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IQBAL, Muhammad

1876-1938




Indian poet and philosopher. Born in Sialkot (now Pakistan), he went to Europe to study philosophy and law. In the process he became a Pan-Islamic poet. He became famous after his return with the publication of a long Persian poem 'Asrar-e khudi' (The Secrets of the Self).

Muhammad Iqbal continued to write in Persian and later in Urdu.
In 1930 he proposed that the Moslems of Nortwest India be granted a separate state.

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Lu Hsu

1881-1936



Major figure in Chinese literature, born in Shao-hsing, Chekiang Province.

Published in 1918 his famous short story 'A Madman's Diary' - a Western style story modelled after Gogol which was critical of Confucian culture. His next story 'The True Story of Ah Q' is a repudiation of China's old order, while 'Na-han' (Call to Arms) established his reputation as the leading Chinese writer.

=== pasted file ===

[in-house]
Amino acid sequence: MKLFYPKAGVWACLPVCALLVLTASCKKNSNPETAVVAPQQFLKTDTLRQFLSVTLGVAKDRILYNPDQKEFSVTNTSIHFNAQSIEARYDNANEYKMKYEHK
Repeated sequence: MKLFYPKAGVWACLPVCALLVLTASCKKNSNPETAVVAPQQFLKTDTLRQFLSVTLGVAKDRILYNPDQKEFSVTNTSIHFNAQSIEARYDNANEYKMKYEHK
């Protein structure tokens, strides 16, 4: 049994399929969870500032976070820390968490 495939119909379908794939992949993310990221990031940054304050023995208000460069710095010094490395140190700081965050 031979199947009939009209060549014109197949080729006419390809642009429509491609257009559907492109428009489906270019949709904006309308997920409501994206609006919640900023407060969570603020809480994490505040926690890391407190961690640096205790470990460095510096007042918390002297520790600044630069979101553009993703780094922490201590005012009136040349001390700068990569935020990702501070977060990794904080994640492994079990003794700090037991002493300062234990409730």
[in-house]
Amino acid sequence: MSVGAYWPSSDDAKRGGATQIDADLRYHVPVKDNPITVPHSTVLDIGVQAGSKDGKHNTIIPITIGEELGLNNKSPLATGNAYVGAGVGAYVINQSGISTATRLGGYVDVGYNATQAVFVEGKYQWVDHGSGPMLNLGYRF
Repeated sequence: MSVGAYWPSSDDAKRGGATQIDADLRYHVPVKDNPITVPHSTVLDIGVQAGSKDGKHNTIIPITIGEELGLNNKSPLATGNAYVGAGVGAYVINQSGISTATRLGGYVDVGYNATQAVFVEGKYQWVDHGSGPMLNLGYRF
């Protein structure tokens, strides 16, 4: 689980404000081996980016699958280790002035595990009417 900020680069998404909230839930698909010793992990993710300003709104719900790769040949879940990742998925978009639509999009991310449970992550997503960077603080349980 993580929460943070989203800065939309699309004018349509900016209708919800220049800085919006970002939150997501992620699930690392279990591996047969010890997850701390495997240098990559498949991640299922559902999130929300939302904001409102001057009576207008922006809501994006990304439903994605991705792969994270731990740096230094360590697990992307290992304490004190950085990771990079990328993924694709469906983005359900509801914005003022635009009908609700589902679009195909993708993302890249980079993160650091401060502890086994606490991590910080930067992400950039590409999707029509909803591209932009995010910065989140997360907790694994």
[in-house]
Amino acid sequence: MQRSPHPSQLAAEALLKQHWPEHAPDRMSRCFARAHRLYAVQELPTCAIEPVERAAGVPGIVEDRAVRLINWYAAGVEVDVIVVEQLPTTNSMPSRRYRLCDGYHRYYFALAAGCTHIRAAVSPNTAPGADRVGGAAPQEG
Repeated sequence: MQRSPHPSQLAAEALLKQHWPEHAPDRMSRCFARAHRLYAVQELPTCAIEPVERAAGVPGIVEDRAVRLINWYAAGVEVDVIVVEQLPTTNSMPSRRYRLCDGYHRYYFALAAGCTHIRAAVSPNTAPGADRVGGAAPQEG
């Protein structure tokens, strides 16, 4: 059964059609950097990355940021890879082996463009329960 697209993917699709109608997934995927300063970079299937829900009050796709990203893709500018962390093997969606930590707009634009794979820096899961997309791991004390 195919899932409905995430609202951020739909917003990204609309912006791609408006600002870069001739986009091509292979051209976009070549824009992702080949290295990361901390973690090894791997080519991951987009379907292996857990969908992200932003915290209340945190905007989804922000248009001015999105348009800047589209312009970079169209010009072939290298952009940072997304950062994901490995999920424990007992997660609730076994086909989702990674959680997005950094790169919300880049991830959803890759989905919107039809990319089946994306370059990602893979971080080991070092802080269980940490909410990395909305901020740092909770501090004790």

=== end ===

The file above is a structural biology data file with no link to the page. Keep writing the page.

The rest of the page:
Forced by political circumstances to flee Peking in 1926, Lu Hsu found sanctuary in Shanghai's Inter-national settlement.

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Tagore, Rabindranath

1861-1941



Bengali poet and mystic, born in Calcutta, India. He is best known for his poetic works, such as 'Gitanjali' (Song Offering), and his short stories, like 'Galpaguccha' (A Bunch of Stories).

Tagore was a prolific writer and lectured in Europe, the Americas, and Asia. He won the Nobel Prize for Literature in 1913 and was most influential in introducing Indian culture to the West.

He founded near Bolpur the Santiniketan, a communal school to blend Eastern and Western philosophical and educational systems. He also was a gifted composer and one of India's foremost painters.

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